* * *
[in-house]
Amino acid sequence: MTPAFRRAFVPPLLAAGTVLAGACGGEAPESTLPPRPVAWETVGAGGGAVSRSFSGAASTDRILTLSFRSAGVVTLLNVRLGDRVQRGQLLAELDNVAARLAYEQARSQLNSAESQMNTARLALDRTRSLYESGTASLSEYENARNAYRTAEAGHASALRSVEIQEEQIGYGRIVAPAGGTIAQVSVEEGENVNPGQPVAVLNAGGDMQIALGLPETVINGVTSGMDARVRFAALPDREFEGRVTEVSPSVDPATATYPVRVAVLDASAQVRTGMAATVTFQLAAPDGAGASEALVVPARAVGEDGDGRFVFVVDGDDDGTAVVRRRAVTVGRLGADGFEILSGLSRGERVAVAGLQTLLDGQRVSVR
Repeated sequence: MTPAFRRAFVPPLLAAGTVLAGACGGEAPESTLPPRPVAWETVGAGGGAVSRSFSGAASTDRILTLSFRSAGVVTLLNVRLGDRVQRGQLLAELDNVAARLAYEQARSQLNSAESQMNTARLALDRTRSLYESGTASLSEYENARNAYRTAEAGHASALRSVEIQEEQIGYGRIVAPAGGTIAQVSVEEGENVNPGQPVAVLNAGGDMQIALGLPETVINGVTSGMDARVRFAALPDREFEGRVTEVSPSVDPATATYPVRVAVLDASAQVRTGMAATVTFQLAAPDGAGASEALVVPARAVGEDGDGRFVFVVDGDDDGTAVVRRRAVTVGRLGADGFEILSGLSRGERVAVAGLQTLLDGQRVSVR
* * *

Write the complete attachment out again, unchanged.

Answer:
[in-house]
Amino acid sequence: MTPAFRRAFVPPLLAAGTVLAGACGGEAPESTLPPRPVAWETVGAGGGAVSRSFSGAASTDRILTLSFRSAGVVTLLNVRLGDRVQRGQLLAELDNVAARLAYEQARSQLNSAESQMNTARLALDRTRSLYESGTASLSEYENARNAYRTAEAGHASALRSVEIQEEQIGYGRIVAPAGGTIAQVSVEEGENVNPGQPVAVLNAGGDMQIALGLPETVINGVTSGMDARVRFAALPDREFEGRVTEVSPSVDPATATYPVRVAVLDASAQVRTGMAATVTFQLAAPDGAGASEALVVPARAVGEDGDGRFVFVVDGDDDGTAVVRRRAVTVGRLGADGFEILSGLSRGERVAVAGLQTLLDGQRVSVR
Repeated sequence: MTPAFRRAFVPPLLAAGTVLAGACGGEAPESTLPPRPVAWETVGAGGGAVSRSFSGAASTDRILTLSFRSAGVVTLLNVRLGDRVQRGQLLAELDNVAARLAYEQARSQLNSAESQMNTARLALDRTRSLYESGTASLSEYENARNAYRTAEAGHASALRSVEIQEEQIGYGRIVAPAGGTIAQVSVEEGENVNPGQPVAVLNAGGDMQIALGLPETVINGVTSGMDARVRFAALPDREFEGRVTEVSPSVDPATATYPVRVAVLDASAQVRTGMAATVTFQLAAPDGAGASEALVVPARAVGEDGDGRFVFVVDGDDDGTAVVRRRAVTVGRLGADGFEILSGLSRGERVAVAGLQTLLDGQRVSVR